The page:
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Thinking of God with Larry Sheehy

Honesty a cornerstone for all

    James, the Lord’s brother, says of rich farmers who took advantage of their workers, “...listen! Hear the cries of the field workers whom you have cheated of their pay. The wages you held back cry out against you. The cries of the reapers have reached the ears of the Lord Almighty. You have spent your years on earth in luxury, satisfying your every whim. Now your hearts are nice and fat, ready for the slaughter. You have condemned and killed good people who had no power to defend themselves against you.” (James 4:4-6 - New Living Translation)
    Stan Mitchell told this story, which occurred more than a decade ago.
    Bob had worked for a vending machine company for forty years. He felt his job was safe. There were disquieting signs, but he ignored them. His company had built another factory in a state where the wages were lower. But he was safe. Forty years of company loyalty stood for something, he felt. He even assisted in the packing up of machinery from his factory to be transported to the new site. When he was laid off, he went to his house, curled up into the fetal position, and wept like a baby (Los Angeles Times, November 26, 1995).
    There are at least two important questions raised by this story: 1) Do my Christian convictions include how I conduct my business, and treat my employees? 2) Should there be a difference between the way a Christian and a non-Christian employer treats his workers? The answer, of course, in both cases, is "yes."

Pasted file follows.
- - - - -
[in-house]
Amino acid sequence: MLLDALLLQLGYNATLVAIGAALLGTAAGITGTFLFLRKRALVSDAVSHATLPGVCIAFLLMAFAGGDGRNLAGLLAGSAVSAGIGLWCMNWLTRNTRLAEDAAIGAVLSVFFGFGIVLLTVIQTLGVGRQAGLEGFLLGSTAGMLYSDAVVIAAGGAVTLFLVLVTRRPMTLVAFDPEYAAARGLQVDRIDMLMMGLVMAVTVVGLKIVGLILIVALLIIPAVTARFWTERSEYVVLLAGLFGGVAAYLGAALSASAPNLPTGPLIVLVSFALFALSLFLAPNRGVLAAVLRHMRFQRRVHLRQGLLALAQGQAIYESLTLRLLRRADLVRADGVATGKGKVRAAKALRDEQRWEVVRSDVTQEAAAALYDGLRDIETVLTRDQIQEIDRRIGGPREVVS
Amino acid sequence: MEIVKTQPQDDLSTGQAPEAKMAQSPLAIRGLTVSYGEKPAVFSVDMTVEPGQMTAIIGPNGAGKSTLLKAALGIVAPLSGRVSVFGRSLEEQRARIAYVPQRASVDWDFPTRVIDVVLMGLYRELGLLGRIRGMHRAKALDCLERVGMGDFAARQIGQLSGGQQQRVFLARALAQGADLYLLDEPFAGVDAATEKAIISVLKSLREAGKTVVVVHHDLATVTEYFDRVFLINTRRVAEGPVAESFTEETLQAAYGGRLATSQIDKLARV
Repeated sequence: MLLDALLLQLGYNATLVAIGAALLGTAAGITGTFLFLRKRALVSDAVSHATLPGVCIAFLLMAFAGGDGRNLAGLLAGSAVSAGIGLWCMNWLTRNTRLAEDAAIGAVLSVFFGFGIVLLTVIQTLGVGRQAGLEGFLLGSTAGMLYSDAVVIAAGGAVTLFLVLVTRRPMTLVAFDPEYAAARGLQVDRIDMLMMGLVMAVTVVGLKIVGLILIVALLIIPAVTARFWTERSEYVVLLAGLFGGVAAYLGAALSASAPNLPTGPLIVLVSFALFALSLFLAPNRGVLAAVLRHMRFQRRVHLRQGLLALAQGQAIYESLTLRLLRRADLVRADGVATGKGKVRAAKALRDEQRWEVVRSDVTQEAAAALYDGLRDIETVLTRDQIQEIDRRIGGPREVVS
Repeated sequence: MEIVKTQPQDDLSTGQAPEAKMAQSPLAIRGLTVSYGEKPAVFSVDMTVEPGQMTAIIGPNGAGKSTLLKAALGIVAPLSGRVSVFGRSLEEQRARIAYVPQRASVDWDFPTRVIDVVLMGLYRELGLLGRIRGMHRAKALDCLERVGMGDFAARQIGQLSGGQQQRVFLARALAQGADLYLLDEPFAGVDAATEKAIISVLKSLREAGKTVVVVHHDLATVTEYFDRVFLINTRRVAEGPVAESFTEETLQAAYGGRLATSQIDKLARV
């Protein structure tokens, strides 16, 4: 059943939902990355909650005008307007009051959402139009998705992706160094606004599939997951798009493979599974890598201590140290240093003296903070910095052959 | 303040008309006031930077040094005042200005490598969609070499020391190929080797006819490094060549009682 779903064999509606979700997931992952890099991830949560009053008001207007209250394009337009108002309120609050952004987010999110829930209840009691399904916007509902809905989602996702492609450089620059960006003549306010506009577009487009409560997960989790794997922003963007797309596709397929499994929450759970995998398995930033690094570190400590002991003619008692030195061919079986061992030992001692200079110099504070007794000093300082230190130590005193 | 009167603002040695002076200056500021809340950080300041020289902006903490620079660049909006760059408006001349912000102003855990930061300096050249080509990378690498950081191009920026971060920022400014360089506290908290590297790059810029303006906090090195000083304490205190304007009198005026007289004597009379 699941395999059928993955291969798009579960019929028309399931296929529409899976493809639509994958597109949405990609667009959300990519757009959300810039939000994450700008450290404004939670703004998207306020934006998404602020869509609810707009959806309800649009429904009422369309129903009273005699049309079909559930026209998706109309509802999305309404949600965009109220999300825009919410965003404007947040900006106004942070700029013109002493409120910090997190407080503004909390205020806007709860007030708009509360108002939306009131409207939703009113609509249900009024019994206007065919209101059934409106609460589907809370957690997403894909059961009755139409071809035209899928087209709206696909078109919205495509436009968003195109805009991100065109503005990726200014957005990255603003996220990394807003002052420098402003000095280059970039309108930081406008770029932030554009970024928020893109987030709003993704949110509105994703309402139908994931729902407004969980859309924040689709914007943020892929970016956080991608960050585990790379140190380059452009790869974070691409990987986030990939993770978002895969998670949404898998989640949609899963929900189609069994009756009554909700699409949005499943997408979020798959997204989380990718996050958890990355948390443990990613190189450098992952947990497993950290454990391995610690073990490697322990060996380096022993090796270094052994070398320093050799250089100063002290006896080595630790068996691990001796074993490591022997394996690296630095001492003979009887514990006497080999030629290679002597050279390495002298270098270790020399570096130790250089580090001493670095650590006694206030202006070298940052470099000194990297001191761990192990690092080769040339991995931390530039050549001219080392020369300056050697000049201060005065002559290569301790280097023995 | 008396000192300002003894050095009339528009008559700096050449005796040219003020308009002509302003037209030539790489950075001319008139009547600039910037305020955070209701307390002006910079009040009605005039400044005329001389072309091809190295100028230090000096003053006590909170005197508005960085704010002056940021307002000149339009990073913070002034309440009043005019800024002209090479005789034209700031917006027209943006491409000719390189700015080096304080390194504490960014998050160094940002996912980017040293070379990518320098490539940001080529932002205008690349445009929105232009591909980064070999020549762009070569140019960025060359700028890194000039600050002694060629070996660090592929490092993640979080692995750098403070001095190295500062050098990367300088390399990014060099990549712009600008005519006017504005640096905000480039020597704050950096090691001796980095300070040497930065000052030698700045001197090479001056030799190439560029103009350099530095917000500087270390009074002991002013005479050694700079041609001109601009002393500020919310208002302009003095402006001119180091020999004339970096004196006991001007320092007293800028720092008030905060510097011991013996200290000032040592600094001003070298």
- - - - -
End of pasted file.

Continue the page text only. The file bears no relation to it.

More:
Looking back at the passage in James, we learn that the wealthy employees should care about the position of their poor employees. (Of course, we should care about this whether the employee is poor or not.) If it is in their power, those in charge should make sure fair wages and decent conditions are provided. Now, an employer isn’t obliged to fire a lazy or dishonest employee, though most, no doubt, would at least consider it. But the owner of a business has the right to make a profit. Otherwise, he wouldn't stay in business long if he didn't, and his other employees would suffer along with him and his family. Certainly a Christian should seek to be the best employer in town. He should ensure that children are cared for in case of injury or illness, and he should reward his workers’ loyalty with his commitment to treat them fairly and justly.
    The Christian who is wealthy has been given that wealth for a reason. All of us, in fact, whether rich or poor, are given what we have so that we may help others with their needs, as well as providing for ourselves and our loved ones. In this regard, take a look at chapters 8 and 9 in 2 Corinthians, especially 9:8-12.
    As one writer said, “...there is the Great and Final External Audit to consider. The judge of all the earth might look less at your profit margin and a little more at your fairness.”
    Larry Sheehy is the preaching minister at Statesboro Church of Christ. He can be reached at (912) 764-5269 or sborococ@frontiernet.net.

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